(Verona, 20.05.1841 – Turin, 21.02.1919)
He graduated in mathematics from the University of Padua in 1863 and in 1879 he became professor of machines of the University where he remained as teacher and director of the Department of Machines (which later became Institute) until 1915.
In Padua, between 1882 and 1889, he patented an innovative model of a direct-acting combustion engine, intended for the industrial and transport sectors and applied to vehicles and to motorbikes; There are five specimens of this prototype in the world and the only functional one, without any alteration of the mechanisms and original devices, is in Padua.
The engineer from Veronais considered to be one of the key protagonists in the development of motorcars.
Between 1894 and 1899, with others, he set up Società Italiana Bernardi for the production of motorcars (founded five years before Fiat): the first Italian company to produce motorcars as well as the Bernardi motorcar at industrial level.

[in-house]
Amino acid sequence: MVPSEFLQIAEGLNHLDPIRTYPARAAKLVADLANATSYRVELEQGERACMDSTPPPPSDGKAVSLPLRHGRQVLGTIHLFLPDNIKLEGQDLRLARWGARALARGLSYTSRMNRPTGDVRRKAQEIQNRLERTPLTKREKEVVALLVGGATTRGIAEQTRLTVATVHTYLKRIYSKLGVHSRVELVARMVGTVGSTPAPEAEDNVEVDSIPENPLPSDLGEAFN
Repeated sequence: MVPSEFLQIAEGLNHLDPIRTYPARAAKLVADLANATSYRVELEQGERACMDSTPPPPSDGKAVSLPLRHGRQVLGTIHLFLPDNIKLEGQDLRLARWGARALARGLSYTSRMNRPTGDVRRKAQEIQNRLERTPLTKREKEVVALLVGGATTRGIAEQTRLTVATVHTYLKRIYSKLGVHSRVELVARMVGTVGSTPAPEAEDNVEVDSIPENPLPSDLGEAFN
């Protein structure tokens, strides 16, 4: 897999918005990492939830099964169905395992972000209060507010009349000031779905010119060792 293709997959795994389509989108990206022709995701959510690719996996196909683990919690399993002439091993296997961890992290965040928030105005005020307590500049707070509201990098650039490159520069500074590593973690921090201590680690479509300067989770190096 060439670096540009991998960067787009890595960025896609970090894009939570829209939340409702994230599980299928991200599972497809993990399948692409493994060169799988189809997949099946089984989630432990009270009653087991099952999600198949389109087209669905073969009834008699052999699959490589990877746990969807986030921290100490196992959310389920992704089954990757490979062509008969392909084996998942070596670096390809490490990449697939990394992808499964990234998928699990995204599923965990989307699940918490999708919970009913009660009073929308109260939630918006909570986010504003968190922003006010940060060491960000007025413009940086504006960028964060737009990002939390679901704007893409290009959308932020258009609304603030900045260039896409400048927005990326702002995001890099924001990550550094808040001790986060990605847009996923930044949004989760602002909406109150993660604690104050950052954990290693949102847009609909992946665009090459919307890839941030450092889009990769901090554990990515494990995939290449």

His activity and creativity in engineering is also clearly visible in many finds preserved at the Museum of Machines at the University of Padova, which is dedicated to him. The museum brings together key examples of internal combustion engines which marked the European automobile history in the second half of the 19th century, all manufactured (even if not devised) by Bernardi during his time in Padua. These include the atmospheric engine, the Motrice Pia (engine suited to small industry, patented in 1882 and built to operate his daughter’s sewing machine), the single wheel attachment used to propel a bicycle (forerunner of the modern motor scooter) the three-wheeled vehicle and many more besides.